was, we believe, among the mortally wounded in the action, and express it as our conviction, that he evinced a laudable caution in not going out to meet the Blanche, until he was certain that the frigate, so recently seen in her company, had retired to a safe distance. On the part of the British officers and crew, consummate intrepidity was displayed, from the beginning to the end of this long and sanguinary battle. Indeed, a spirit of chivalry seems to have animated both parties ; and the action of the Blanche and Pique may be referred to with credit by either.
At 8 a.m. the 64-gun ship Veteran, Captain William Hancock Kelly, joined the Blanche and her prize, and assisted in exchanging the prisoners. The 64 then took the Pique in tow, and carried her, in company with the Blanche, to the Saintes. The approach of the Veteran to perform this service occasioned the French officers to declare, that that ship must have witnessed the combat, and they refused, at first, to sign the usual head-money certificates, unless the Veteran was named as one of their captors. The fact is, the Veteran, at 3 a.m., while beating up from the Saintes, did see the flashes of the guns, bearing from her east-north-east, but did not gain a sight of the combatants themselves until daylight, which was about a quarter of an hour after the action had terminated ; and, even then, the Veteran was upwards of two hours in endeavouring to reach the spot.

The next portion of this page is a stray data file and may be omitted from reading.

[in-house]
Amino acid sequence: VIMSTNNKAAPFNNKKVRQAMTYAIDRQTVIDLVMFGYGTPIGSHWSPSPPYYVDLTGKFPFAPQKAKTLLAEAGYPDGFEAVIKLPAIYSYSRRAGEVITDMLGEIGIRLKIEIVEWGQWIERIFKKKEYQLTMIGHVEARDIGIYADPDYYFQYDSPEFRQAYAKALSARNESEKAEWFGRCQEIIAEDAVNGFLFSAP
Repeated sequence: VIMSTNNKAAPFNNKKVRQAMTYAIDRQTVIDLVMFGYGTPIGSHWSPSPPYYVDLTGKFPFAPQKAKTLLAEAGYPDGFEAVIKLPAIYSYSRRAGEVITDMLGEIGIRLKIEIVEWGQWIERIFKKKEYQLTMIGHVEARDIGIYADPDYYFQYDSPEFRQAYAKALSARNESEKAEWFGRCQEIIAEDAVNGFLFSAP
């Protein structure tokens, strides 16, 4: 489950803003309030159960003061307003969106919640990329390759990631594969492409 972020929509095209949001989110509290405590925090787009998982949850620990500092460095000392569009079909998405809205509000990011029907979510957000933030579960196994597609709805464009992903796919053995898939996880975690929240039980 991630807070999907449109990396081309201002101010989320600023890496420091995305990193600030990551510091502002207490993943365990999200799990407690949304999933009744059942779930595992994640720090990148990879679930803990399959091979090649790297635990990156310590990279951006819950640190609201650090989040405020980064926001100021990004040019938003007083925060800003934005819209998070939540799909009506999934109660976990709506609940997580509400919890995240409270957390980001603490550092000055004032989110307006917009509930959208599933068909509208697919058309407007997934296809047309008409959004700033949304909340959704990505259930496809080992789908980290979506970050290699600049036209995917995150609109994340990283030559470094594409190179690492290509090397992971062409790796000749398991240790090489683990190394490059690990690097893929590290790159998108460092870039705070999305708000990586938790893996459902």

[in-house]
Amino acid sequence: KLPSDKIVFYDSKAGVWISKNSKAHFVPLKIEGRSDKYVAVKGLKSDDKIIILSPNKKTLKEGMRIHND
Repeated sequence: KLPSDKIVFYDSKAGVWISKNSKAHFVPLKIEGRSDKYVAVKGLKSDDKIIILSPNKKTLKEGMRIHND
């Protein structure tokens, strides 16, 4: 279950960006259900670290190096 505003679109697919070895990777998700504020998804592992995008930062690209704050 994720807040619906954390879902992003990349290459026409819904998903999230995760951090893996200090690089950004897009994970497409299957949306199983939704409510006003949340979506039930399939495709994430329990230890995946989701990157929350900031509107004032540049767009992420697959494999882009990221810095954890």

The Pique became afterwards added to the British navy as a 12-pounder 36 ; and Lieutenants Watkins and Milne were both deservedly made commanders. The third lieutenant, and who, on the promotion of these two officers, succeeded to be first of the Blanche, was John Prickett, since dead, as a commander.
On the 13th of March, at 7 a.m., Ushant bearing south half-west, distant 13 leagues, the British 18-pounder 32-gun frigate Lively, Captain George Burlton, acting in the absence of Lord Garlies, sick on shore, while standing down Channel on the starboard tack, discovered three strange sail on the same tack, steering for the coast of France. Chase was given by the Lively ; and soon afterwards, the largest of the three strangers, which was the French 28-gun corvette, or frigate, Tourterelle, Captain Guillaume S. A. Montalan, tacked and stood towards the British frigate.
At 10 h. 30 m. a.m. the two ships having approached within gun-shot on opposite tacks, commenced firing at each other. As soon as she had got abaft the Lively's beam, the Tourterelle wore ; and a close action ensued, which continued until 1 h. 30 m. p.m. ; when the French ship, having had her three topmasts shot away, her remaining masts, rigging, and sails entirely disabled, and her hull greatly shattered, hauled down her colours: Shortly afterwards the Tourterelle's mainmast fell over the side.
The damages of the Lively were chiefly confined to her rigging
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